If the method is ground antennas, a network of ground cell towers across the land will be deployed (therefore does not work over water). These towers’ cells are much larger than those of the typical cell towers used for phones. As the airplane flies, the connection hands off from one tower to the next just like your phone does when you’re driving. Users don’t notice any interruption. The network infrastructure is much cheaper than satellite and the bandwidth for the newest generation system (ATG4) is up to 9.8 megabits per second (Mbps) per airplane (shared across all users). This is enough for email and casual web surfing, but would get quickly exhausted if people stream video – so this is usually blocked.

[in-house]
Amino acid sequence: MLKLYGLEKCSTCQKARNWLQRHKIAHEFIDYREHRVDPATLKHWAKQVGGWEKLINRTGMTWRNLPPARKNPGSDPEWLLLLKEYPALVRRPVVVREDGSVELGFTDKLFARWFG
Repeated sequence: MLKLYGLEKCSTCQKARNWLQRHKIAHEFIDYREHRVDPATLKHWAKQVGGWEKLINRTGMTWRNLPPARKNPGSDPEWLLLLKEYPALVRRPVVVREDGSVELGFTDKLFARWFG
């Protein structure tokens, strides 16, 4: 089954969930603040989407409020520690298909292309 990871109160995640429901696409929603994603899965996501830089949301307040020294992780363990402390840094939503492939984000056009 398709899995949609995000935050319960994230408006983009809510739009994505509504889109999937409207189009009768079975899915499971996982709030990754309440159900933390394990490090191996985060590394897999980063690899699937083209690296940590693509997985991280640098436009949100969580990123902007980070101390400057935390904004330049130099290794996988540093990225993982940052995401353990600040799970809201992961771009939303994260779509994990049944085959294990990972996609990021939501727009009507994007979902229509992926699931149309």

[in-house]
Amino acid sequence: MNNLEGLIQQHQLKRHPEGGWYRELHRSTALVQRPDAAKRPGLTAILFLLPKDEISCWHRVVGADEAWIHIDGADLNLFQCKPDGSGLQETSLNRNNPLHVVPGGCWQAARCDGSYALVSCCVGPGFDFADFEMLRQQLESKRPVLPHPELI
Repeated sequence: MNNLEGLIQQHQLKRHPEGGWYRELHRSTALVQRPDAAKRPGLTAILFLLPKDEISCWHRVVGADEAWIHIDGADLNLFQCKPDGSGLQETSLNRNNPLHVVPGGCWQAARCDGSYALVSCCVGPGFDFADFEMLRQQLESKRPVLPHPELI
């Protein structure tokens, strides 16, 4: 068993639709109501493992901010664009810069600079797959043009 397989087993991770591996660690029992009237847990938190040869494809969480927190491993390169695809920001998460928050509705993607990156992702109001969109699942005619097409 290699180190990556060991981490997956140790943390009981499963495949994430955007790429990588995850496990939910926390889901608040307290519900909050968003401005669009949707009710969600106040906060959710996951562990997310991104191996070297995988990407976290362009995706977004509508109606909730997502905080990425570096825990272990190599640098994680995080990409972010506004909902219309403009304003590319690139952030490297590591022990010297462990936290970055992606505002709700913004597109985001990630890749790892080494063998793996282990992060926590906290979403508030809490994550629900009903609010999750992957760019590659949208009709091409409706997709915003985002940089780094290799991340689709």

Testing is continuously improving technology and we can see there is an important pressure on this. Society evolution will require that at one point internet will flow wireless in all aircraft cabins and at the same time people will loose this unique relaxed moment. People will use whatsApp for calls and messaging, Periscope or Facebook live for video and it will be the end of peace. Airlines will need to deal with a new aspect of communications and the risk that passengers will annoy one another. At the same time, internet is allowed in trains and so far so good. Let’s hope for the best.

José Amorim

Info sourced in CNN.com, cntraveler.com, Forbes, theverge.com, wikipedia and VanityFair. All content is copyrighted with no reproduction rights available. Images are for illustration purposes only. 

José Amorim

José Amorim has been working in the luxury industry for more than 15 years. In the past 8 years, he joined his personal passion for digital culture and his luxury background to develop digital strategies for premium brands. He is the founder of LuxuryActivist.com and is happy to share his passion here.